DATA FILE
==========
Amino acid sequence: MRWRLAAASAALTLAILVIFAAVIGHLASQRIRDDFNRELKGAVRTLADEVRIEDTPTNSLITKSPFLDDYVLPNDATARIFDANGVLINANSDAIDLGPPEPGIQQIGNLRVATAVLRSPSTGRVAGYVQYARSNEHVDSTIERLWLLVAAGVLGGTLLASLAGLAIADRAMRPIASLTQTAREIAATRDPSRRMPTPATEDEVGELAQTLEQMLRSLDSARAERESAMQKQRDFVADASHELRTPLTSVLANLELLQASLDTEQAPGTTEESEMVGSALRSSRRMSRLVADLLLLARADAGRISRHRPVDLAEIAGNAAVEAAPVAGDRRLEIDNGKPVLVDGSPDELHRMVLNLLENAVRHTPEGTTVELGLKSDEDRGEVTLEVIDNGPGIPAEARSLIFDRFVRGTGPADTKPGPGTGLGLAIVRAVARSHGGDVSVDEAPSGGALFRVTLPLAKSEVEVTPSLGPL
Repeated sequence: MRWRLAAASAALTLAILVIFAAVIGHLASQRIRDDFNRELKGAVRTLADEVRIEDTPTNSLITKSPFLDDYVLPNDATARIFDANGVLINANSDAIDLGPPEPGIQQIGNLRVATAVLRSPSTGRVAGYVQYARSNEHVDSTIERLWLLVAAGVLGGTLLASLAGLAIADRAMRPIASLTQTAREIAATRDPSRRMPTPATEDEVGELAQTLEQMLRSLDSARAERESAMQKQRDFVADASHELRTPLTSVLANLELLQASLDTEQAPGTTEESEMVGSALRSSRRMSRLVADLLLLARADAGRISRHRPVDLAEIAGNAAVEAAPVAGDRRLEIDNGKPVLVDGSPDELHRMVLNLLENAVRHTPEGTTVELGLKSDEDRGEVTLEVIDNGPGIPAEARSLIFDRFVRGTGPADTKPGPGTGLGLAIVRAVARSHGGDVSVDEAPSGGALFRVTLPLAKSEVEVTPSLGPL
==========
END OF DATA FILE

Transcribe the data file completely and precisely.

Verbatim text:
Amino acid sequence: MRWRLAAASAALTLAILVIFAAVIGHLASQRIRDDFNRELKGAVRTLADEVRIEDTPTNSLITKSPFLDDYVLPNDATARIFDANGVLINANSDAIDLGPPEPGIQQIGNLRVATAVLRSPSTGRVAGYVQYARSNEHVDSTIERLWLLVAAGVLGGTLLASLAGLAIADRAMRPIASLTQTAREIAATRDPSRRMPTPATEDEVGELAQTLEQMLRSLDSARAERESAMQKQRDFVADASHELRTPLTSVLANLELLQASLDTEQAPGTTEESEMVGSALRSSRRMSRLVADLLLLARADAGRISRHRPVDLAEIAGNAAVEAAPVAGDRRLEIDNGKPVLVDGSPDELHRMVLNLLENAVRHTPEGTTVELGLKSDEDRGEVTLEVIDNGPGIPAEARSLIFDRFVRGTGPADTKPGPGTGLGLAIVRAVARSHGGDVSVDEAPSGGALFRVTLPLAKSEVEVTPSLGPL
Repeated sequence: MRWRLAAASAALTLAILVIFAAVIGHLASQRIRDDFNRELKGAVRTLADEVRIEDTPTNSLITKSPFLDDYVLPNDATARIFDANGVLINANSDAIDLGPPEPGIQQIGNLRVATAVLRSPSTGRVAGYVQYARSNEHVDSTIERLWLLVAAGVLGGTLLASLAGLAIADRAMRPIASLTQTAREIAATRDPSRRMPTPATEDEVGELAQTLEQMLRSLDSARAERESAMQKQRDFVADASHELRTPLTSVLANLELLQASLDTEQAPGTTEESEMVGSALRSSRRMSRLVADLLLLARADAGRISRHRPVDLAEIAGNAAVEAAPVAGDRRLEIDNGKPVLVDGSPDELHRMVLNLLENAVRHTPEGTTVELGLKSDEDRGEVTLEVIDNGPGIPAEARSLIFDRFVRGTGPADTKPGPGTGLGLAIVRAVARSHGGDVSVDEAPSGGALFRVTLPLAKSEVEVTPSLGPL